About This Show
The Arctic and the Antarctic are privileged locations for observers interested in understanding how our world is shaped by the forces of nature and the workings of history. These areas have inspired countless humans to undertake epic expeditions of discovery and have witnessed both great triumphs and miserable defeats. As a planetary litmus paper it is at the poles we can detect the effects of natural oscillations and human activities on the global ecosystems.
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036 Effects of the Long Winter
[Disclaimer: This episode does not constitute medical advice] Winter and darkness have effects on people everywhere but living in the polar areas exposes the population to more extreme conditions with the drastic reduction or absence of sun exposure. The effects of not being exposed to a constant or nearly constant day/night cycle may cause winter depression/blues also called Seasonal Affective Disorder or SAD that result in disruption of circadian rhythm with sleeping trouble, low energy and low immune function.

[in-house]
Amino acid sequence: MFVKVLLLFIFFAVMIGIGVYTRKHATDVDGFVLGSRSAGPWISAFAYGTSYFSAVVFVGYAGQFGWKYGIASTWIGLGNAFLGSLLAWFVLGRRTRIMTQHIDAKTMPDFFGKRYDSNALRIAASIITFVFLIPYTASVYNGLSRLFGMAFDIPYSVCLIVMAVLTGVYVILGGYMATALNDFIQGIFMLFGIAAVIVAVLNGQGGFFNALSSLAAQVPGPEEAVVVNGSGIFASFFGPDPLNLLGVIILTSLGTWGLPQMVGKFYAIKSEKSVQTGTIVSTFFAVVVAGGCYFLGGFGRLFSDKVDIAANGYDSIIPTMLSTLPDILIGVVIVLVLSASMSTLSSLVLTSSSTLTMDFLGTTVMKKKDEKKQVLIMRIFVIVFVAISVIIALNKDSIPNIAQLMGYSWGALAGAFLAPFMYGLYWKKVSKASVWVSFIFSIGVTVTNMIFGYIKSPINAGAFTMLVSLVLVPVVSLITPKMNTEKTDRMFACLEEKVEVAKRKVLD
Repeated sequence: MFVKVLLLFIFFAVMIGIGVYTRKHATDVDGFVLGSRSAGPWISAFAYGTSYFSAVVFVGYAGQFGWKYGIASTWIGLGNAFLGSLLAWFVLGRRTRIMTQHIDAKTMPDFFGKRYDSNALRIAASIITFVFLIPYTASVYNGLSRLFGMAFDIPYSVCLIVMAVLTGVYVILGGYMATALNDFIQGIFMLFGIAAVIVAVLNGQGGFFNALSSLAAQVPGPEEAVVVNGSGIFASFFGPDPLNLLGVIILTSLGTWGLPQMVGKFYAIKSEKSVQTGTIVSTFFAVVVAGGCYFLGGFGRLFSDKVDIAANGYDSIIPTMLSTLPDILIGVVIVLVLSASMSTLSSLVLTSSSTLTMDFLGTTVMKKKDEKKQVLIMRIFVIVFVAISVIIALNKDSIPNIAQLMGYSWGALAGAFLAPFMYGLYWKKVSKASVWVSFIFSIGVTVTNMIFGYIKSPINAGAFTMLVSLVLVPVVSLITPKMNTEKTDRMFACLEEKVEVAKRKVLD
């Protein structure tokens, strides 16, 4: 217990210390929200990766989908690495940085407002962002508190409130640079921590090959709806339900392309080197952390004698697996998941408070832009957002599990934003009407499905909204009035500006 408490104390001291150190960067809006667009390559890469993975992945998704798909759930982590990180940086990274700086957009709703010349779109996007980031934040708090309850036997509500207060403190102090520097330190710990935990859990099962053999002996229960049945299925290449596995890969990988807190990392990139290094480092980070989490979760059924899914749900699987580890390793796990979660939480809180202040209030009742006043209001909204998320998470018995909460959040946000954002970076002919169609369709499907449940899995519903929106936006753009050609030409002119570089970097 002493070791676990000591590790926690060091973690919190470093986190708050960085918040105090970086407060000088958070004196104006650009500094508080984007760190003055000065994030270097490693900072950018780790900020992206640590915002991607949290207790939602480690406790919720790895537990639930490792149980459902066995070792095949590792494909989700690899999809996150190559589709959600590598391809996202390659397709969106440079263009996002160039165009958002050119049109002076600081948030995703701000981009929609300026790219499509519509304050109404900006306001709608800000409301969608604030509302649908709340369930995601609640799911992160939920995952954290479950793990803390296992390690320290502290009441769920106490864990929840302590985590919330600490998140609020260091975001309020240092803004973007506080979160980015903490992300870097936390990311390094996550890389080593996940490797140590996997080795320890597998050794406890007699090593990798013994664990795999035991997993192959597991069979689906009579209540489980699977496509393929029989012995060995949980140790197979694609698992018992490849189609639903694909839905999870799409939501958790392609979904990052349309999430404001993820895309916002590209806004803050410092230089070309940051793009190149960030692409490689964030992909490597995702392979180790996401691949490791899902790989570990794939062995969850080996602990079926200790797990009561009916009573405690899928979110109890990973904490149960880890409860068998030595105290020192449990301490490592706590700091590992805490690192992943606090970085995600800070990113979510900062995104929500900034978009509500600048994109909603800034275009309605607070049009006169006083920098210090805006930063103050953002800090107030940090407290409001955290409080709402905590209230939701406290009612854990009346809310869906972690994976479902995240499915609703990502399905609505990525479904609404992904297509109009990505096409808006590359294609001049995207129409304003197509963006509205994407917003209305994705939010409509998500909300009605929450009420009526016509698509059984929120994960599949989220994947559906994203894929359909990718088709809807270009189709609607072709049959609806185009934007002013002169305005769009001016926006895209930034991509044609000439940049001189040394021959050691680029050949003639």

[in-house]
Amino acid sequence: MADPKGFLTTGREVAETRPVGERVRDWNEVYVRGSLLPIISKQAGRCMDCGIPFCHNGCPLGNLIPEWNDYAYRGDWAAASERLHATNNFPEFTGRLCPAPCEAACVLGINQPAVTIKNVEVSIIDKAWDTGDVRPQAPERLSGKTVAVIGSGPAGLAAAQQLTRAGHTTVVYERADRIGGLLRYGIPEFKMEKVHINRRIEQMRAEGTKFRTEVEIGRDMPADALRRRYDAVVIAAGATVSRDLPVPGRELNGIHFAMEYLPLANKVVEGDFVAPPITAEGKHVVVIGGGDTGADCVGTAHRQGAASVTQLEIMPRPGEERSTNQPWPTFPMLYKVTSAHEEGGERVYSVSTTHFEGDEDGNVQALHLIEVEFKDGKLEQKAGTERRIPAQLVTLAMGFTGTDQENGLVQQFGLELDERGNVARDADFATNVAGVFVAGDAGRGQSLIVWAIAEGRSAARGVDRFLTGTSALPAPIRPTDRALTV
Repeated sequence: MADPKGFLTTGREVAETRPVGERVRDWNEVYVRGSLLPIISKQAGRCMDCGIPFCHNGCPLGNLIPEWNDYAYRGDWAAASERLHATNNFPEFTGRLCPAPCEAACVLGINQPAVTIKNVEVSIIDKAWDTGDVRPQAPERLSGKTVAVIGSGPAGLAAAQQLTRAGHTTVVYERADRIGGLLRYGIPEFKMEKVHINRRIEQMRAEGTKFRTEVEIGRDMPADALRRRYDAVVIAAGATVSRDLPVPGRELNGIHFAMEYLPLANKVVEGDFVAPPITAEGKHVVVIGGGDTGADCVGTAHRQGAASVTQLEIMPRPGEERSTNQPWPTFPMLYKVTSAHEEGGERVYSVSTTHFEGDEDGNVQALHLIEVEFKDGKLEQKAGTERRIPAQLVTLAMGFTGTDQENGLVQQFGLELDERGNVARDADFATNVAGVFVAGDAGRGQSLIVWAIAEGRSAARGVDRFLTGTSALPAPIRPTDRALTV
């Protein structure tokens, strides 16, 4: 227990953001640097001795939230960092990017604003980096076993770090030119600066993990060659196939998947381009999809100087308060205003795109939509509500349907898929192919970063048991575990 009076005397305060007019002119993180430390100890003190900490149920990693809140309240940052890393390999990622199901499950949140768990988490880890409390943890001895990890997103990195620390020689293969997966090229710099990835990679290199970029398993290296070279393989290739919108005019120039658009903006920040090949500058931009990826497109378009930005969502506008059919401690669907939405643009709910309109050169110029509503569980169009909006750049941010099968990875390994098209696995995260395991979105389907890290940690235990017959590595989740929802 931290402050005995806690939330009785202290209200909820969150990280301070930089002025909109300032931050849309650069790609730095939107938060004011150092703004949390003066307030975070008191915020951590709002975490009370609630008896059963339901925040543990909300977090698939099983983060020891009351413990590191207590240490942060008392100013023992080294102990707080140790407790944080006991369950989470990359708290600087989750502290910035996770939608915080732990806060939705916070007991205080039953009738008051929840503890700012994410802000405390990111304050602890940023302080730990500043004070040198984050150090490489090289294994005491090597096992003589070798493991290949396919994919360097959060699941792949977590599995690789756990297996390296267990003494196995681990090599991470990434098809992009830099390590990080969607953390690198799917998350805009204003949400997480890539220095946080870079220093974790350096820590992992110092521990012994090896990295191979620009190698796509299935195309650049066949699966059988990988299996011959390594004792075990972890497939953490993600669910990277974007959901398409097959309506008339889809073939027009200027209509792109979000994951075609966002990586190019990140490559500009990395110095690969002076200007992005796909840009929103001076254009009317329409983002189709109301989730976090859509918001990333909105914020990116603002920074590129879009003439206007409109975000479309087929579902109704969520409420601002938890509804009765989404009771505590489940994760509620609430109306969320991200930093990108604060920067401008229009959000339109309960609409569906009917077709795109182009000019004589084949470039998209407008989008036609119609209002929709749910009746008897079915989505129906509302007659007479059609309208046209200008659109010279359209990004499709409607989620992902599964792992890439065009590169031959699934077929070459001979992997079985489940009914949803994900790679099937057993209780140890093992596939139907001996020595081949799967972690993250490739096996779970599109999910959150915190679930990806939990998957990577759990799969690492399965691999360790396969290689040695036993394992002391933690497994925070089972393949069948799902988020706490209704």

It is not well known what are the physiological bases of SAD, but it may be caused by low serotonin levels. Also the melatonin cycle plays a role in regulating the biological clock and is influenced by changes in daylight. Another factor that may contribute to the insurgence of the syndrome is [vitamin D](
https://www.psychologytoday.com/blog/the-red-light-district/201501/vitamin-d-and-seasonal-affective-disorder-symptoms) deficiency, which is due to low of UVB radiation exposure as the human body cannot produce it endogenously. In order to boost vitamin D one may want to resort to a targeted diet (including fatty fish, mushrooms, eggs) or treatment with special SAD Lamps. Some mammals are better adapted than others to living in the low light conditions in the Arctic: Video
Episodes of This Show
Dec 25 2017